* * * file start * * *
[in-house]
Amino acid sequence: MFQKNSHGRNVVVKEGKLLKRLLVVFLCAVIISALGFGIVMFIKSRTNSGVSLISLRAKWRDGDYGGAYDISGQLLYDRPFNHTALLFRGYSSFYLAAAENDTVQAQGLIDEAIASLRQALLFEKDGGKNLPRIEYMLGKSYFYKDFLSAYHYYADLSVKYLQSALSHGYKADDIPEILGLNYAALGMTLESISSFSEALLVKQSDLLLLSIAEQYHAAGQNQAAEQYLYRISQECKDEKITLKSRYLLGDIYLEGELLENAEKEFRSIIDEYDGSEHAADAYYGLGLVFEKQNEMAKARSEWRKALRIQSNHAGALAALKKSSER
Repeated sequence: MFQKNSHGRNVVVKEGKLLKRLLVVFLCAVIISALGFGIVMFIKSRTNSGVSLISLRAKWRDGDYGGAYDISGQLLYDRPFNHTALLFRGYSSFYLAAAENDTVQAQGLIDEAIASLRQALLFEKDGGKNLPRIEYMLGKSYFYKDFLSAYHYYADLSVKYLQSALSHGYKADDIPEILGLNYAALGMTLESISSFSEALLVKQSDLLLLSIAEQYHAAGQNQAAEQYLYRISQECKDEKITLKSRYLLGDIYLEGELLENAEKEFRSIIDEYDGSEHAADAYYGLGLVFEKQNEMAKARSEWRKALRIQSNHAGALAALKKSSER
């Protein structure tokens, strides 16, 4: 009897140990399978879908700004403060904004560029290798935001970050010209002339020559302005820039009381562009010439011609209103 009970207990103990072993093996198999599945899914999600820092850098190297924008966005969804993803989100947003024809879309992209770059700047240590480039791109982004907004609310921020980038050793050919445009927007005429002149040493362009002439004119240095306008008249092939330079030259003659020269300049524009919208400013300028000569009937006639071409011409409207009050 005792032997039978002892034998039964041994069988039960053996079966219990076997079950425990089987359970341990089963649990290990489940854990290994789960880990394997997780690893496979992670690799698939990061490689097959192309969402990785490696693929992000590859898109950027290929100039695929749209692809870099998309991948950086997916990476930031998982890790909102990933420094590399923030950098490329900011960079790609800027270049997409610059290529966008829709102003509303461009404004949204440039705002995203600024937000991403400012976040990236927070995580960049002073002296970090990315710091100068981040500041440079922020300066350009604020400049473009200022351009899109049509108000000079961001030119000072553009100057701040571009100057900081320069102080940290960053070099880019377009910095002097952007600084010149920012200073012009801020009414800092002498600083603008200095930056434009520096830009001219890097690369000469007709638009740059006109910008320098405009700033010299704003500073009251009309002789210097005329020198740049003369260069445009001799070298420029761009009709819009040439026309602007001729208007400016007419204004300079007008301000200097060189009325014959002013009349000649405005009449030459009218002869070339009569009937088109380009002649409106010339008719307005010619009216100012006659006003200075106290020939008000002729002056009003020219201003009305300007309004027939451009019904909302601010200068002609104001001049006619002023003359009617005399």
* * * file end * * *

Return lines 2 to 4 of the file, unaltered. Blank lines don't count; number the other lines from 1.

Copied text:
Amino acid sequence: MFQKNSHGRNVVVKEGKLLKRLLVVFLCAVIISALGFGIVMFIKSRTNSGVSLISLRAKWRDGDYGGAYDISGQLLYDRPFNHTALLFRGYSSFYLAAAENDTVQAQGLIDEAIASLRQALLFEKDGGKNLPRIEYMLGKSYFYKDFLSAYHYYADLSVKYLQSALSHGYKADDIPEILGLNYAALGMTLESISSFSEALLVKQSDLLLLSIAEQYHAAGQNQAAEQYLYRISQECKDEKITLKSRYLLGDIYLEGELLENAEKEFRSIIDEYDGSEHAADAYYGLGLVFEKQNEMAKARSEWRKALRIQSNHAGALAALKKSSER
Repeated sequence: MFQKNSHGRNVVVKEGKLLKRLLVVFLCAVIISALGFGIVMFIKSRTNSGVSLISLRAKWRDGDYGGAYDISGQLLYDRPFNHTALLFRGYSSFYLAAAENDTVQAQGLIDEAIASLRQALLFEKDGGKNLPRIEYMLGKSYFYKDFLSAYHYYADLSVKYLQSALSHGYKADDIPEILGLNYAALGMTLESISSFSEALLVKQSDLLLLSIAEQYHAAGQNQAAEQYLYRISQECKDEKITLKSRYLLGDIYLEGELLENAEKEFRSIIDEYDGSEHAADAYYGLGLVFEKQNEMAKARSEWRKALRIQSNHAGALAALKKSSER
């Protein structure tokens, strides 16, 4: 009897140990399978879908700004403060904004560029290798935001970050010209002339020559302005820039009381562009010439011609209103 009970207990103990072993093996198999599945899914999600820092850098190297924008966005969804993803989100947003024809879309992209770059700047240590480039791109982004907004609310921020980038050793050919445009927007005429002149040493362009002439004119240095306008008249092939330079030259003659020269300049524009919208400013300028000569009937006639071409011409409207009050 005792032997039978002892034998039964041994069988039960053996079966219990076997079950425990089987359970341990089963649990290990489940854990290994789960880990394997997780690893496979992670690799698939990061490689097959192309969402990785490696693929992000590859898109950027290929100039695929749209692809870099998309991948950086997916990476930031998982890790909102990933420094590399923030950098490329900011960079790609800027270049997409610059290529966008829709102003509303461009404004949204440039705002995203600024937000991403400012976040990236927070995580960049002073002296970090990315710091100068981040500041440079922020300066350009604020400049473009200022351009899109049509108000000079961001030119000072553009100057701040571009100057900081320069102080940290960053070099880019377009910095002097952007600084010149920012200073012009801020009414800092002498600083603008200095930056434009520096830009001219890097690369000469007709638009740059006109910008320098405009700033010299704003500073009251009309002789210097005329020198740049003369260069445009001799070298420029761009009709819009040439026309602007001729208007400016007419204004300079007008301000200097060189009325014959002013009349000649405005009449030459009218002869070339009569009937088109380009002649409106010339008719307005010619009216100012006659006003200075106290020939008000002729002056009003020219201003009305300007309004027939451009019904909302601010200068002609104001001049006619002023003359009617005399």